Michigan State shooting finished

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By Meghan Morris

On February 13, three Michigan state students were killed and five were injured. The shooting occurred in two buildings on campus, Berkley Hall, and Union Building. The gunman, identified as 43-year-old Anthony Dwayne McRea, killed himself before he was confronted by police. The three dead students are Alexandria Verner, Arielle Anderson, and Brain Fraser. Michigan State University gave students the rest of the week off from school to grieve.  

Alexandria Verner, 20, was a junior from Clawson, Michigan. She was studying forensics. Her friends and family say she was one of the kindest people that you could ever meet. She was a leader in her community and was a talented basketball player throughout high school. Her high school super intendent talked about “Verners impact in our district and her impact in our community is so intense and so incredible that the loss really hurts a community like ours.” 

Arielle Anderson, 19, a sophomore from Grosse Pointe wanted to become a pediatric doctor. Her family and friends say she had an infectious smile and was a hard worker with plans to graduate College early. In an interview with Us Today, Alexandria’s Grandmother tells us about how Anderson was so family oriented and had a deep love for her special need and nonverbal aunt. She would tell her that when she became a doctor, she would take care of her. 

Brian Fraser, 20, was a sophomore from Grosse pointe. He was the president of Phi Delta Theta. Brian’s high school swimming and diving coach says he had a sense of humor that could light up the pool and bring laughter to his entire team. Brains sister reminded everyone in her Free Press article to tell those around you just how much you love them.  

The undergraduate student body president at Michigan state Jordan Kovach gave a moving speech to her fellow Spartans reviewing the current events that unfolded about the shooting and gave her classmates permission to grieve. “It’s okay to not be okay right now. No matter where you were or what you were doing you are completely validating feeling whatever you are feeling at this current moment.” She gave tribute to the 3 students who died and the 5 in the hospital.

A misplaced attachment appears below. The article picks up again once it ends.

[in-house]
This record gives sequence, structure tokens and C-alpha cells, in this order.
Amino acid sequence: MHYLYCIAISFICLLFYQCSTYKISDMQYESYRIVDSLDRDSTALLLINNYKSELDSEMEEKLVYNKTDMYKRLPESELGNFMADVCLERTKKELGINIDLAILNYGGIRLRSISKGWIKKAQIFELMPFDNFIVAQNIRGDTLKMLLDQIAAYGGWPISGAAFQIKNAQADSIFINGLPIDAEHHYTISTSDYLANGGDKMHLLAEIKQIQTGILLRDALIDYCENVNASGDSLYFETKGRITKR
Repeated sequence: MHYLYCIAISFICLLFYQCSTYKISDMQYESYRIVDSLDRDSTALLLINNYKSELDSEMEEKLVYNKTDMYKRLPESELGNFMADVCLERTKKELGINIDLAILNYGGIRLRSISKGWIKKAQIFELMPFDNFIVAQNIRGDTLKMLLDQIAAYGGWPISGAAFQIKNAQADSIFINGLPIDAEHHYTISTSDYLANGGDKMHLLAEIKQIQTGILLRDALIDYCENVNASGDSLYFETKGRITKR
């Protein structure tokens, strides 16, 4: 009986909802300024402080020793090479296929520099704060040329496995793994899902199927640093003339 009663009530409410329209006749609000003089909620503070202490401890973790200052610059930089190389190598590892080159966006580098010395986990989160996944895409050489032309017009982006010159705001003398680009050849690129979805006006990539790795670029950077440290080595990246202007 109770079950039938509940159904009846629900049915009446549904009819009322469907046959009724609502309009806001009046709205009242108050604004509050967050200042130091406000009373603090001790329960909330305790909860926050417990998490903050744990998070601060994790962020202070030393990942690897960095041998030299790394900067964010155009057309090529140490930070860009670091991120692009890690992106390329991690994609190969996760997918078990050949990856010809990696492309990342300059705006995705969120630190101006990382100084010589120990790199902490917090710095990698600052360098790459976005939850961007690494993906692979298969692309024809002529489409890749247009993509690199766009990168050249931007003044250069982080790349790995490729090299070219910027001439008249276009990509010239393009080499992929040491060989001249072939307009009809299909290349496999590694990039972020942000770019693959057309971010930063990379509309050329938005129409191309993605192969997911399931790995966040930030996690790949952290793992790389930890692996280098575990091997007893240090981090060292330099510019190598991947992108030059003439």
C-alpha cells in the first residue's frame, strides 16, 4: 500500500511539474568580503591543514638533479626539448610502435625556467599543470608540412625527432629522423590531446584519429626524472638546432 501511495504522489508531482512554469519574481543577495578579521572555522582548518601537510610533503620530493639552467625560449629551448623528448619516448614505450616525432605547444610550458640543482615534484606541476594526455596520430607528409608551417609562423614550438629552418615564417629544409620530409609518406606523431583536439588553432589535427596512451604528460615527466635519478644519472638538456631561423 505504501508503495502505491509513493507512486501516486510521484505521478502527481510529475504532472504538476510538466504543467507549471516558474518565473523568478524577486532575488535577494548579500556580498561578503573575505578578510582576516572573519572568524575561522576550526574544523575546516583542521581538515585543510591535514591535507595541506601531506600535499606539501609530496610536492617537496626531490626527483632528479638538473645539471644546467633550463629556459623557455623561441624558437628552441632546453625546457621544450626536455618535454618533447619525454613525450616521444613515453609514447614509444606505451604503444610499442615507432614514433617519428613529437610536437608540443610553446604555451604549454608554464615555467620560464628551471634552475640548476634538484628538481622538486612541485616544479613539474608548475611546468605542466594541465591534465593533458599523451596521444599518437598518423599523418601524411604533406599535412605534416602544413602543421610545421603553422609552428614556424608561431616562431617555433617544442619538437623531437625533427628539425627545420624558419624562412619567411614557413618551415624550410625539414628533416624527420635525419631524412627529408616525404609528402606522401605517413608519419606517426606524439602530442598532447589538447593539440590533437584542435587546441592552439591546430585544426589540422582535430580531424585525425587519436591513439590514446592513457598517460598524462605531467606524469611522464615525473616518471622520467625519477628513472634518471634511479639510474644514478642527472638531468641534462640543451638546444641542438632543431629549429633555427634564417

Many students have turned to their own personal social media platforms to heal and share their stories. One student Marcy Creevy made a Tik Tok video about what she went through on February 13. She was studying in the Union on campus and within 20 minutes she heard noises from outside and received frantic texts from friends telling her to not go inside. Outside was police offers pointing guns to the building. Creevy ran to the only other girls in the room with her to find out more. The scream from the hall saying “Shooter” was the word the three girls heard that put everything into motion. They turned off the lights and ran to another room to put more distance between them and the hall. In the next room they were joined by five other students. Together they hid under tables and supported each other through the traumatic experience. Creevy’s parents’ text at 8:33pm told her to be smart and always give yourself an out. She used this as fuel to leave her hiding spot and barricade the door. In her video Creevy talks about how calm she felt after that text from her parents. She felt she needed to be brave and strong for those around her. It wasn’t until the police broke into their room and told them, “You are okay, we will get everyone out” that Creevy felt she was allowed to cry. “It was as if I was holding my breath for the last 22 minutes and once I raised my hands above my head I was able to breath” she explains in the video.